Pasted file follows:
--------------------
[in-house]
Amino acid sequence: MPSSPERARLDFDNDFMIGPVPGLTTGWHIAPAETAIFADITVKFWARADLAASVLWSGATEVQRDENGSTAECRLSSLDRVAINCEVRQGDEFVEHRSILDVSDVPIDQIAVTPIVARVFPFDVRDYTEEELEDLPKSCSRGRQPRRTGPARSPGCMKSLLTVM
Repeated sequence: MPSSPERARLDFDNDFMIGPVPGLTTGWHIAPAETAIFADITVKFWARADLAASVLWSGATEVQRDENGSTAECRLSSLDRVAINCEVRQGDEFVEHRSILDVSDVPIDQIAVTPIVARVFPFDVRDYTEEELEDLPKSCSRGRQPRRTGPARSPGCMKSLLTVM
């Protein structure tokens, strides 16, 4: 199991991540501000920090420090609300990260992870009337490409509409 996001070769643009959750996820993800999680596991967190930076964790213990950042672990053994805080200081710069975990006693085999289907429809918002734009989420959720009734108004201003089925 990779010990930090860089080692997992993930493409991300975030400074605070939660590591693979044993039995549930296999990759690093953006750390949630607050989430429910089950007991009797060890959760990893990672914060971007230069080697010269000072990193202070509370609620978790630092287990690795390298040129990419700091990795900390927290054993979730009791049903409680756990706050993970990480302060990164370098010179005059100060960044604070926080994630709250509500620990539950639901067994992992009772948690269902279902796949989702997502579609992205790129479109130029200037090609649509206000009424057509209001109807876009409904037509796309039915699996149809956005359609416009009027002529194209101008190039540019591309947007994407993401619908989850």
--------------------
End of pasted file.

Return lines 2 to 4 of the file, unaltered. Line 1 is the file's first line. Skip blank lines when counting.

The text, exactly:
Amino acid sequence: MPSSPERARLDFDNDFMIGPVPGLTTGWHIAPAETAIFADITVKFWARADLAASVLWSGATEVQRDENGSTAECRLSSLDRVAINCEVRQGDEFVEHRSILDVSDVPIDQIAVTPIVARVFPFDVRDYTEEELEDLPKSCSRGRQPRRTGPARSPGCMKSLLTVM
Repeated sequence: MPSSPERARLDFDNDFMIGPVPGLTTGWHIAPAETAIFADITVKFWARADLAASVLWSGATEVQRDENGSTAECRLSSLDRVAINCEVRQGDEFVEHRSILDVSDVPIDQIAVTPIVARVFPFDVRDYTEEELEDLPKSCSRGRQPRRTGPARSPGCMKSLLTVM
């Protein structure tokens, strides 16, 4: 199991991540501000920090420090609300990260992870009337490409509409 996001070769643009959750996820993800999680596991967190930076964790213990950042672990053994805080200081710069975990006693085999289907429809918002734009989420959720009734108004201003089925 990779010990930090860089080692997992993930493409991300975030400074605070939660590591693979044993039995549930296999990759690093953006750390949630607050989430429910089950007991009797060890959760990893990672914060971007230069080697010269000072990193202070509370609620978790630092287990690795390298040129990419700091990795900390927290054993979730009791049903409680756990706050993970990480302060990164370098010179005059100060960044604070926080994630709250509500620990539950639901067994992992009772948690269902279902796949989702997502579609992205790129479109130029200037090609649509206000009424057509209001109807876009409904037509796309039915699996149809956005359609416009009027002529194209101008190039540019591309947007994407993401619908989850």